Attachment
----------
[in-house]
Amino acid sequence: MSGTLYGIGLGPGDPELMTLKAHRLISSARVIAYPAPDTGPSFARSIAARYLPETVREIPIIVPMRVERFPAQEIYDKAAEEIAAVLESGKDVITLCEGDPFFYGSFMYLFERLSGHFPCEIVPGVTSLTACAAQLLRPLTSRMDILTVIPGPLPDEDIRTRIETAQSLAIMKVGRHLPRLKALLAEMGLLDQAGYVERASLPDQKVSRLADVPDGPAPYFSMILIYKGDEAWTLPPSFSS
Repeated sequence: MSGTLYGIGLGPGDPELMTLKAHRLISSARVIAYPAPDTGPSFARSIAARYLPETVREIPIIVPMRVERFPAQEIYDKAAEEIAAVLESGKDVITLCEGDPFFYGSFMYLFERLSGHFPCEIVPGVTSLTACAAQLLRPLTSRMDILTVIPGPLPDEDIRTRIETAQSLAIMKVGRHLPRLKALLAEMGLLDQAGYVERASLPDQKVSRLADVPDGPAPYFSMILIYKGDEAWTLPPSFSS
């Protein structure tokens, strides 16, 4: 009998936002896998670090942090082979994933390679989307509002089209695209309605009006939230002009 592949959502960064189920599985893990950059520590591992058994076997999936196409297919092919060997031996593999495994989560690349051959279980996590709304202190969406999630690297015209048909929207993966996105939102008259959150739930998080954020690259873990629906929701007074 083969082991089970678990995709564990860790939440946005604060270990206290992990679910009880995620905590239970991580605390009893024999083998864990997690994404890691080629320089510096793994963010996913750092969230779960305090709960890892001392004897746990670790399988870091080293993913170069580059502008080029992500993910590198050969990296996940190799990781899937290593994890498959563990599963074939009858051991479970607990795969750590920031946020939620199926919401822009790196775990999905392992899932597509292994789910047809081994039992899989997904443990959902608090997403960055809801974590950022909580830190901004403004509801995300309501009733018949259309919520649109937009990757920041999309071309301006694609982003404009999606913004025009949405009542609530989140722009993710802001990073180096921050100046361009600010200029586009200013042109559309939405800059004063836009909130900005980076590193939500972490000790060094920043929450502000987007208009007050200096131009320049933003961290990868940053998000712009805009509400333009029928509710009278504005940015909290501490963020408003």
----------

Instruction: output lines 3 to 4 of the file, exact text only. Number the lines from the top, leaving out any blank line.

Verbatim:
Repeated sequence: MSGTLYGIGLGPGDPELMTLKAHRLISSARVIAYPAPDTGPSFARSIAARYLPETVREIPIIVPMRVERFPAQEIYDKAAEEIAAVLESGKDVITLCEGDPFFYGSFMYLFERLSGHFPCEIVPGVTSLTACAAQLLRPLTSRMDILTVIPGPLPDEDIRTRIETAQSLAIMKVGRHLPRLKALLAEMGLLDQAGYVERASLPDQKVSRLADVPDGPAPYFSMILIYKGDEAWTLPPSFSS
């Protein structure tokens, strides 16, 4: 009998936002896998670090942090082979994933390679989307509002089209695209309605009006939230002009 592949959502960064189920599985893990950059520590591992058994076997999936196409297919092919060997031996593999495994989560690349051959279980996590709304202190969406999630690297015209048909929207993966996105939102008259959150739930998080954020690259873990629906929701007074 083969082991089970678990995709564990860790939440946005604060270990206290992990679910009880995620905590239970991580605390009893024999083998864990997690994404890691080629320089510096793994963010996913750092969230779960305090709960890892001392004897746990670790399988870091080293993913170069580059502008080029992500993910590198050969990296996940190799990781899937290593994890498959563990599963074939009858051991479970607990795969750590920031946020939620199926919401822009790196775990999905392992899932597509292994789910047809081994039992899989997904443990959902608090997403960055809801974590950022909580830190901004403004509801995300309501009733018949259309919520649109937009990757920041999309071309301006694609982003404009999606913004025009949405009542609530989140722009993710802001990073180096921050100046361009600010200029586009200013042109559309939405800059004063836009909130900005980076590193939500972490000790060094920043929450502000987007208009007050200096131009320049933003961290990868940053998000712009805009509400333009029928509710009278504005940015909290501490963020408003």